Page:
All in a day's work

MIKE ZEISBERGER, SUN MEDIA

, Last Updated: 10:36 AM ET

The ball floated perfectly out of the right hand of Trent Edwards, a tight spiral that nestled nicely into the waiting mitts of 13-year old Armando Drummond.

As a grinning Edwards looked on, his young wide-eyed receiver cradled the pigskin, then scampered off into the distance.

There were no questions from Drummond as to why Edwards did not throw the ball harder.

Or why the Buffalo Bills quarterback previously had not tossed more passes his way.

In other words, Drummond is no T.O. in the making. Not yet anyway.

Besides, one Terrell Owens is enough in anyone's life, thanks.

Just 24 hours after leading the Bills to an impressive 33-20 victory over the Tampa Bay Buccaneers, Edwards and third-string QB Gibran Hamdan visited Drummond and a group of other eager kids at the East Scarborough Boys & Girls Clubs yesterday to promote the NFL's Play 60 campaign, a program encouraging youngsters to remain physically active every day.

Yet, even after an afternoon of slogging through the suffocating traffic between Buffalo and Toronto, Edwards knows that T.O. is never really that far away.

Self generated or not, Owens always is big news wherever he goes and, through just two weeks of the season, he has been exactly that.

Prior to Week 1, Owens admitted he was not fond of the no-huddle because it left the offence more fatigued. Then, after making just two grabs in the Bills' heartbreaking 25-24 loss to the host New England Patriots in the season opener, he declined to speak with reporters.

Owens gave the media another dose of the silent treatment Sunday, a curious reaction since he had just caught his first TD pass as a Bill. Check that. Curious for most players. Not for T.O.

Remember, this is the same Terrell Owens who, in the days after that loss to the Pats, called out Edwards, tame as it might be.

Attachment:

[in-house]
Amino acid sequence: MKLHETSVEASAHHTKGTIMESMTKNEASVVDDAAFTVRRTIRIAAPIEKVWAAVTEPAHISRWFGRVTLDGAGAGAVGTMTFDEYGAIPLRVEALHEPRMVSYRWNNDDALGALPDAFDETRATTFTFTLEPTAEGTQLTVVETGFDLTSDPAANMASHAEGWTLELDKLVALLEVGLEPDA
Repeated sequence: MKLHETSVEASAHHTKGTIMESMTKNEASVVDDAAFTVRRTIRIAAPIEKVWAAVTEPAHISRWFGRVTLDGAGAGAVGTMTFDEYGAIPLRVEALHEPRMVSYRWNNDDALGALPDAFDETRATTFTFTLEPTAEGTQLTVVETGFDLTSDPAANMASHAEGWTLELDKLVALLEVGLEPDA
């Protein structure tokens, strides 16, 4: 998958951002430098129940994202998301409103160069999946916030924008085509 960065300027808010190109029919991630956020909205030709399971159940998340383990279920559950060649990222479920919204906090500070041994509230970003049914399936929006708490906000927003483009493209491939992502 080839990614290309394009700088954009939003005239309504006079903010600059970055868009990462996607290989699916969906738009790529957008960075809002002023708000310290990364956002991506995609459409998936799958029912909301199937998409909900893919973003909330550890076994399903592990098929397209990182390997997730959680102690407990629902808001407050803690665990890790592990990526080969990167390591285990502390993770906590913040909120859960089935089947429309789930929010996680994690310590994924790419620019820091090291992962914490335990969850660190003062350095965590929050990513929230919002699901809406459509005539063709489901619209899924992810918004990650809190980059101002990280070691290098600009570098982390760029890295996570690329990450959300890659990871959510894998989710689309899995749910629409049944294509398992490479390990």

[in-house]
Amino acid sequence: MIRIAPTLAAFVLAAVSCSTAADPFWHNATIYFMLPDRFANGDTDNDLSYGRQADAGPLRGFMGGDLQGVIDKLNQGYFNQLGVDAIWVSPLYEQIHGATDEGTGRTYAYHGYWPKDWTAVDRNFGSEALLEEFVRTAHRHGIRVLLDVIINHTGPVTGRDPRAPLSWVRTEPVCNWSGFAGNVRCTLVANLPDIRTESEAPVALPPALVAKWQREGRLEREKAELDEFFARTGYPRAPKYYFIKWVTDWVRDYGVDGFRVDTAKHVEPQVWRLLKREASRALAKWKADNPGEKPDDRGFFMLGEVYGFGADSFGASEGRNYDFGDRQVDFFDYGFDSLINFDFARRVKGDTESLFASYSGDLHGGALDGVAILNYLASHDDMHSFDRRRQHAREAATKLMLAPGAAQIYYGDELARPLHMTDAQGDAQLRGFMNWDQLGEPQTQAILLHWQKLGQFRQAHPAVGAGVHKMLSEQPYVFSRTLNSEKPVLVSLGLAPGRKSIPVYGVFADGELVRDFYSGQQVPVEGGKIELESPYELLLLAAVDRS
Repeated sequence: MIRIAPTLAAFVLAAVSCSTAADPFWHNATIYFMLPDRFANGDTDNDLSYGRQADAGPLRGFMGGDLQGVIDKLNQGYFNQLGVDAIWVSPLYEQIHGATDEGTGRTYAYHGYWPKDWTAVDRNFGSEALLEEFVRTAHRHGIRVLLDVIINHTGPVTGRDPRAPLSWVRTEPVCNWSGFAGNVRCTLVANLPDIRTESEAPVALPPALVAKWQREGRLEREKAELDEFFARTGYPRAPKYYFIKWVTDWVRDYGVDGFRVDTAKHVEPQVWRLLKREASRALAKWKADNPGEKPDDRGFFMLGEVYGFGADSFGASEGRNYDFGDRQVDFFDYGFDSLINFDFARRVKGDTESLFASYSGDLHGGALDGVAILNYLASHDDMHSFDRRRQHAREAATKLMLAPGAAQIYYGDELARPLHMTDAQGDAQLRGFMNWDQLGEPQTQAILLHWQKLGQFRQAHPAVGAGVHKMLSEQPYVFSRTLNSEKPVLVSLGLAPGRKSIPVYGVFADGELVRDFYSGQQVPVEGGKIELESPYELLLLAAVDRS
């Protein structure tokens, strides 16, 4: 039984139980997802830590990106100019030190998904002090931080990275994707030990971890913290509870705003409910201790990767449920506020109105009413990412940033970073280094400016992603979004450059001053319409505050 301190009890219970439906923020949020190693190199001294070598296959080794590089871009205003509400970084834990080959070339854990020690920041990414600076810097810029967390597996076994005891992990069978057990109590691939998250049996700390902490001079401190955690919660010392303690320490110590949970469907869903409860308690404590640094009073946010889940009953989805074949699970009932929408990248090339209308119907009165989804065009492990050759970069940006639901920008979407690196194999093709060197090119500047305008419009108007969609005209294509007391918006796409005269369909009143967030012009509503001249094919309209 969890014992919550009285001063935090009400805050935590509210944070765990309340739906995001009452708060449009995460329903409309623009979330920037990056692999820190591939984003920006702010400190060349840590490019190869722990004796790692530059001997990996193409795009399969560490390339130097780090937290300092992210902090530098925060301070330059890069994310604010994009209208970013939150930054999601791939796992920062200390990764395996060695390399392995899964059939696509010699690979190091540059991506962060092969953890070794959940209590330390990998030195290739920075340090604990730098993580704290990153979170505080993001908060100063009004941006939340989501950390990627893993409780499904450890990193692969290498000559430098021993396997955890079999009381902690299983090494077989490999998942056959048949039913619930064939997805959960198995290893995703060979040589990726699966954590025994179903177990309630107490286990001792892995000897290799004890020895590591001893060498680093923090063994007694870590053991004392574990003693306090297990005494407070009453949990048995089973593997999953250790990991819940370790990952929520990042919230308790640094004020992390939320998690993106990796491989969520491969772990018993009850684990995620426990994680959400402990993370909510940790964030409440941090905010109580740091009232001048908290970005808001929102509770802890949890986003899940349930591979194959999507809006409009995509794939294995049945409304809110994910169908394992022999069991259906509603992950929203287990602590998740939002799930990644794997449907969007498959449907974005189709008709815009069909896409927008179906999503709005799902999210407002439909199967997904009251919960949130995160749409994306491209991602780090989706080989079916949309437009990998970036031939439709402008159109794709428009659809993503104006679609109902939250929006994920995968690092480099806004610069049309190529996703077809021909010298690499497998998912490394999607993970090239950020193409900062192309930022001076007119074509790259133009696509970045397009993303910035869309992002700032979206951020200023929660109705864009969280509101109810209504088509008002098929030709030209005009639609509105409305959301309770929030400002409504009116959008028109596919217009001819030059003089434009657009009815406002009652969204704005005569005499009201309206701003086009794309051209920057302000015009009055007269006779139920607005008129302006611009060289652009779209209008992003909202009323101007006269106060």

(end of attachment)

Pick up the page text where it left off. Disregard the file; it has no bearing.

"Obviously we didn't utilize myself (T.O.) and Lee (Evans) as much as we would like but we still had the game won ... It's always a work in progress, and Trent has to better assess what he's seeing out there and take some shots down the field," Owens said at the time.

Edwards did take deep shots to Owens against the Bucs. The first time, Owens dropped the ball. The second time, T.O. held on for a 43-yard touchdown.

The Good, The Bad and The Ugly. It's all part of the T.O. package, one Edwards is quite aware of.

He knows Owens has chewed up quarterbacks in San Francisco, in Philly, in Dallas. He knows how T.O. turned on Jeff Garcia, Donovan McNabb and Tony Romo.

Most importantly, Edwards knows T.O.'s baggage. And his skills. The key is finding the balance.

"It's a long season with lots of high and lows," Edwards said last night. "I'd be stupid not to think (Owens' frustrations) would happen. But it's a work in progress.

"There are times when he's open where I don't see him. We just have to work to make things better. At the same time, I can't change the way I do things.

"He's a very competitive guy. That's a good thing."

Asked if the media blows every T.O. moment out of proportion, Edwards replied: "Oh ya."

Thankfully, Edwards is not the quarterback on T.O.'s tongue-wagging radar these days. That privilege belongs to Romo, who was slagged courtesy of T.O.'s twitter account Sunday night.

After watching Romo toss three interceptions in a 33-31 loss to the New York Giants, Owens tweeted: "Dallas just found out they have a T.R. problem, not a T.O. problem."

Edwards can relax. It seems he and T.O. still are cool.

For now.

MIKE.ZEISBERGER@SUNMEDIA.CA


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